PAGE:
Newscasts

PNS Daily News - September 17, 2019 


Gas prices could jump today in response to the Saudi oil attack; energy efficiency jobs are booming in the U.S.; and a national call to promote election security.

2020Talks - September 17, 2019. (3 min.)  


Former Rep. John Delaney on the opioids crisis; a field organizer for Sen. Kamala Harris on campaigning in Iowa; and a President Donald Trump supporter who cares more about numbers than personalities.

Daily Newscasts

Halloween Tricky for Ohio Children’s Teeth

Credit: Mats Hagwell/Flickr
Credit: Mats Hagwell/Flickr
October 28, 2015

Columbus, OH - With sugar being a major contributor to cavities, Halloween is a time that makes many dental health providers cringe. But experts say Ohio children can maintain good oral health while enjoying trick-or-treating. Comments from Beth Tronolone (tron-AH-loan), hygienist and past-president, Ohio Dental Hygienists Association.

With all the sugary loot filling trick-or-treat bags, some dental experts say Halloween is a great time to remind little ghosts and goblins about good oral health care habits. Beth Tronolone, former president of the Ohio Dental Hygienists' Association, explains that the sugar in candy causes the bacteria to make acid that breaks down tooth enamel leading to decay.


"Kids get a lot of dental pain because of that and then they may miss school. So when we do screenings, the number one problem is tooth decay; we see that's the number one issue when we meet with kids."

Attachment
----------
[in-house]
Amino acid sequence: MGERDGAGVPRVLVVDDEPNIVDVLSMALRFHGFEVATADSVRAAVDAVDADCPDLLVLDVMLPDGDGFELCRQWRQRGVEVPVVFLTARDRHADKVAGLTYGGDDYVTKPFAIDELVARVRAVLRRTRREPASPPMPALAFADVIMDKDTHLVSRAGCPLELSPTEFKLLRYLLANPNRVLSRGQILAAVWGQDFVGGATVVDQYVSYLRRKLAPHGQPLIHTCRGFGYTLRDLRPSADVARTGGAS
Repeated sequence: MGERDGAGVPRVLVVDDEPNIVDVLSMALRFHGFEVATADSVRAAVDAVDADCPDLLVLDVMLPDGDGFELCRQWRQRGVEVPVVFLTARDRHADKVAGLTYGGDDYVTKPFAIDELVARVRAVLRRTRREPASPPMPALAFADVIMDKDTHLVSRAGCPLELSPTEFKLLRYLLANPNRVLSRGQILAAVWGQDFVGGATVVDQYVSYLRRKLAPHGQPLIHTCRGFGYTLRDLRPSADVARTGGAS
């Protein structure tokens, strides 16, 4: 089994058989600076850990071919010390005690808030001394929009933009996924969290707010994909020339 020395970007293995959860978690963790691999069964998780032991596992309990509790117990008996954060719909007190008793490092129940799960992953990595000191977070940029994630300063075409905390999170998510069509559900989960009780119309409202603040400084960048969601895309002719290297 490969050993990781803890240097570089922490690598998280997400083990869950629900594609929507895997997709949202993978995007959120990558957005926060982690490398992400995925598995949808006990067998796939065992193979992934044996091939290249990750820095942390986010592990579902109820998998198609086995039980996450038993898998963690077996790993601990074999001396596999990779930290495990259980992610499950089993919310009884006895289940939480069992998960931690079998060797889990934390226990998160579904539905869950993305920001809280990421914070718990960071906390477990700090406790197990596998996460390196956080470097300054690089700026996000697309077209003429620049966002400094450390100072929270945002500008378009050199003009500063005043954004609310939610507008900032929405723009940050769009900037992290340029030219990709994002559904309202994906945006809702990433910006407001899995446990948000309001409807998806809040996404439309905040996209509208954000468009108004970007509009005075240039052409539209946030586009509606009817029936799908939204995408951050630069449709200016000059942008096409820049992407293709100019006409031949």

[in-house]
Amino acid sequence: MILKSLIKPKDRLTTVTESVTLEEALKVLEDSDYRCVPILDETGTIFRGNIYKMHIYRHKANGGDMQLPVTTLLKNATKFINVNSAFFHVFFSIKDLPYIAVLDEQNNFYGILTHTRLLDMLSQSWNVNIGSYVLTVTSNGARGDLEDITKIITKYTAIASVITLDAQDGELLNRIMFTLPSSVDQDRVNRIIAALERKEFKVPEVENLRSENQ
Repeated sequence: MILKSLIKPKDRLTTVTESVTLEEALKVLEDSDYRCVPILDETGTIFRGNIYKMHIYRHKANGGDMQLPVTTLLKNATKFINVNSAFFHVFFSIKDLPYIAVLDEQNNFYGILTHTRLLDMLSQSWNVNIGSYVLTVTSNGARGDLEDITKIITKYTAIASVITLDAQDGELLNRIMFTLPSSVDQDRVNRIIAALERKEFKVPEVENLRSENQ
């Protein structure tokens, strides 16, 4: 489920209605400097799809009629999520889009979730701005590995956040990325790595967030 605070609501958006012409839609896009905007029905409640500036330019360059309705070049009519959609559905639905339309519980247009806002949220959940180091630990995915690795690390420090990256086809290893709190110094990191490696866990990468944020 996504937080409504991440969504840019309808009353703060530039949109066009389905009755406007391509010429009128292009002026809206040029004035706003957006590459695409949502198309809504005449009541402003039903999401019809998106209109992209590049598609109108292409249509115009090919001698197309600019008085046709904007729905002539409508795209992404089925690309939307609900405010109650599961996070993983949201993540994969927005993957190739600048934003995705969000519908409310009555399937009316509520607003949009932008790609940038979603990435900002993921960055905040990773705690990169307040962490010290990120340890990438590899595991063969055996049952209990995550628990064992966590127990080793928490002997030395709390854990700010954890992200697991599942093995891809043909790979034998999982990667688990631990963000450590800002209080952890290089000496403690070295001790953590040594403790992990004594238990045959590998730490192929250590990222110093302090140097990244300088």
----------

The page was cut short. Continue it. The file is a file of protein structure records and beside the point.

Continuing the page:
Tronolone recommends avoiding candy or sweets that stay in the mouth for a long time and are sticky, along with only eating candy with meals. She adds brushing twice a day and flossing is essential in the prevention of tooth decay, as well as regular cleanings from a dental hygienist or dentist.

According to the American Dental Association, regular dental visits can prevent problems and catch them when they are easy to address. But Tronolone says for too many kids, time, money and distance make seeing a dentist tricky.



"In many communities dentists are scarce. So we would love for hygienists to be able to get out to outlying areas and work without the presence of a dentist. We can do that but there's a lot of red tape."

She also says dental therapists, who work under the supervision of a dentist could help to provide care in underserved communities. They are not currently licensed to practice in Ohio, but dental therapists are approved in several other states including Minnesota and Alaska. There are 84 Dental Care Health Professional Shortage Areas in Ohio.

With all the sugary loot filling trick-or-treat bags, some dental experts say Halloween is a great time to remind little ghosts and goblins about good oral health care habits. More from Mary Schuermann.

Mary Schuermann reporting.

Reach Tronolone at 419-705-6724.

Mary Kuhlman, Public News Service - OH